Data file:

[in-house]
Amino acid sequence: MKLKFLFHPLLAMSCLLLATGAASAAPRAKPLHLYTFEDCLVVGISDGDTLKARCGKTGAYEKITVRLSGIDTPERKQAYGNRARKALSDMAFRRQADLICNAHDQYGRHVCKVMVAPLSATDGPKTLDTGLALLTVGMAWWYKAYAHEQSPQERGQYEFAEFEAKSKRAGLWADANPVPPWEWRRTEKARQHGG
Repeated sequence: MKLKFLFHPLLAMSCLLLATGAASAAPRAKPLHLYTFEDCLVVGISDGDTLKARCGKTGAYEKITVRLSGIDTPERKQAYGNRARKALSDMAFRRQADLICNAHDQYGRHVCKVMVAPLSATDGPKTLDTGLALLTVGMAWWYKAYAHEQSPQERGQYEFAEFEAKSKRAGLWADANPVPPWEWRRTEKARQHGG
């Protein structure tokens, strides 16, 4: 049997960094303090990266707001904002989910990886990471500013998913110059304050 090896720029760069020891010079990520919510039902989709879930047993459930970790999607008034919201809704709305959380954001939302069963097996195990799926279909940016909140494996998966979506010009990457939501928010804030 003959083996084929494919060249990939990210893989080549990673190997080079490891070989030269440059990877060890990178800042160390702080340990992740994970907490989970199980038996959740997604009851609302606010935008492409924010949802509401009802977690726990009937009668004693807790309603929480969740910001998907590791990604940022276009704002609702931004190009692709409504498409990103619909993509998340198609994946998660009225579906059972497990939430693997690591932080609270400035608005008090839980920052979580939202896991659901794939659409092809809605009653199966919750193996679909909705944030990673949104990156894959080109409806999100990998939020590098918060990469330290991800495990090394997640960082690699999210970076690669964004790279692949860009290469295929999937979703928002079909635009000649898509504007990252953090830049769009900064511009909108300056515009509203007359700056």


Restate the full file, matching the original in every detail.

[in-house]
Amino acid sequence: MKLKFLFHPLLAMSCLLLATGAASAAPRAKPLHLYTFEDCLVVGISDGDTLKARCGKTGAYEKITVRLSGIDTPERKQAYGNRARKALSDMAFRRQADLICNAHDQYGRHVCKVMVAPLSATDGPKTLDTGLALLTVGMAWWYKAYAHEQSPQERGQYEFAEFEAKSKRAGLWADANPVPPWEWRRTEKARQHGG
Repeated sequence: MKLKFLFHPLLAMSCLLLATGAASAAPRAKPLHLYTFEDCLVVGISDGDTLKARCGKTGAYEKITVRLSGIDTPERKQAYGNRARKALSDMAFRRQADLICNAHDQYGRHVCKVMVAPLSATDGPKTLDTGLALLTVGMAWWYKAYAHEQSPQERGQYEFAEFEAKSKRAGLWADANPVPPWEWRRTEKARQHGG
């Protein structure tokens, strides 16, 4: 049997960094303090990266707001904002989910990886990471500013998913110059304050 090896720029760069020891010079990520919510039902989709879930047993459930970790999607008034919201809704709305959380954001939302069963097996195990799926279909940016909140494996998966979506010009990457939501928010804030 003959083996084929494919060249990939990210893989080549990673190997080079490891070989030269440059990877060890990178800042160390702080340990992740994970907490989970199980038996959740997604009851609302606010935008492409924010949802509401009802977690726990009937009668004693807790309603929480969740910001998907590791990604940022276009704002609702931004190009692709409504498409990103619909993509998340198609994946998660009225579906059972497990939430693997690591932080609270400035608005008090839980920052979580939202896991659901794939659409092809809605009653199966919750193996679909909705944030990673949104990156894959080109409806999100990998939020590098918060990469330290991800495990090394997640960082690699999210970076690669964004790279692949860009290469295929999937979703928002079909635009000649898509504007990252953090830049769009900064511009909108300056515009509203007359700056």